Dir. Darren Aronofsky
Reviewed by Matt ‘Biblically sound’ Adcock
Read the newspaper version of my review at Bedfordshire Times & Citizen
“Fire consumes all, water cleanses…”
Stand by to have your Sunday School recollections of Noah blown apart as Russell Crowe brings the man of unswerving, world-saving faith to the big screen in a life changing epic biblical drama.
Based on the imaginative graphic novel rather than the original bible passage, Noah is ‘Gladiator’ for the Church - an inspirational story of courage, sacrifice and hope that delivers huge spectacle with a beating heart of love and hard won redemption.
Dark and dangerous, violent and powerful, visionary filmmaker Darren Aronofsky retells the Old Testament tale with incredible visuals, a triple A list cast and a wider dimension of the entire fall and salvation greater narrative that is core to the Bible itself.
"Stunning visuals set this movie apart"
If you’re coming to Noah without much clue about the plot – it’s that God or ‘The Creator’ is angry and intends to wipe us all out because we’ve corrupted the world and turned to against Him. So a great flood is to be sent that will remove all life from the planet – and only Noah (Crowe) is tipped off in a dream that he’s been picked with his family to build an ark, gather two of every living animal species and start anew after the waters have receded.
Into this ark-pocalypse Aronofsky introduces his wild card extrapolation of angels (fallen ones) who have been condemned to walk the earth covered in rocks so they look like 12 foot rock golems whose heavenly fire can only be glimpsed through their eyes. These creatures – called ‘Watchers’ here are superb creations – half transformer, half giant – very handy to have around if you can befriend them when you need to build a huge ark / defend it against an angry army of sinners – led with vigour by Tubal-Cain (Ray ‘Bet 365’ Winstone).
"Raiders of the lost ark?"
Crowe is excellent in the tricky lead role - portraying Noah as a driven man, who harbours darkness in his heart despite being chosen by The Creator to save mankind. There are moments where Noah's sanity is questioned, yet he finds that God can work through flawed people - and that is a key message you can't help by take away from the film.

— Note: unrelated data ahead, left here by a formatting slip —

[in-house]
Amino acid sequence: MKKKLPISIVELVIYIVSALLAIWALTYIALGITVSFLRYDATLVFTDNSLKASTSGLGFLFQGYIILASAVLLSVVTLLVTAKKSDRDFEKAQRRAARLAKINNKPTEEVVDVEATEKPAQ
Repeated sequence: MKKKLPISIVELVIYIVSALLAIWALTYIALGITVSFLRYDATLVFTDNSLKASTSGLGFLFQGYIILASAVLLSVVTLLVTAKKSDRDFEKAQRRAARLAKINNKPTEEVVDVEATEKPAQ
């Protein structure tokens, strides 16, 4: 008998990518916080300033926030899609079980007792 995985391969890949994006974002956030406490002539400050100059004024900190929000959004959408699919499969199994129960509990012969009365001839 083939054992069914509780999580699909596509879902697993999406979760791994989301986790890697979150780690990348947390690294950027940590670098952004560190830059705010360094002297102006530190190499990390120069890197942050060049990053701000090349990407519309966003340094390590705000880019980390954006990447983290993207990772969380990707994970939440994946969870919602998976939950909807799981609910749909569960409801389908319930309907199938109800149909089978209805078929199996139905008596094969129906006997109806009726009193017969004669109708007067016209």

Jennifer Connelly is good as his wife, Anthony Hopkins is quality as Noah's grandfather Methuselah and there's Emma 'Harry Potter' Watson on hand as adopted daughter Ila.
The plot is broken up in to movements - the scene setting, the unexpected climatic battle in the middle (which will please Lord of the Rings fans as the Watchers fight hundreds of warriors) and then the intense dark drama of life on the ark itself before the finale.
"ready for the English summertime!"
The film making team have created a stunning piece of cinema - which is accessible to all and thought provoking enough to make people want to check the original text in Genesis. Those wanting to go deeper with the material can access some excellent community resources produced by Damaris Media - which are well worth a look as Noah - whilst angering some fundamental Christians who object to the artistic interpretation - is rich source of thinking about the Bible.
Noah is a gritty adaptation and a fascinating ‘what if’ wrath-of-God-em-up that shows how the Bible can inspire cinematic creativity and art that whilst not a literal ‘by the book’ retelling, becomes something challenging and wonderful in its own right.
Out of a potential 5 you have to go with a Darkmatters:
(4 - Biblical event movie delivers... more than you can imagine)
Awesomeness öööö – streams runneth over with biblical awesomeness
Laughs öö – darkly humourous in places
Horror ööö – gets a bit nasty, due to darker tone
Babes ööö – Jennifer Connelly and Emma Watson!?
Spiritual Enlightenment ööö - B E L I E V E?
Recommended Hashtag: #NeedABiggerBoat #Don'tLikeTheMovie-TryTheBook!
See me speaking about the film alongside various Christian Leaders...
More biblical thinking? Try the Twitter Gospels
"Emma Watson gets wet with Douglas Booth"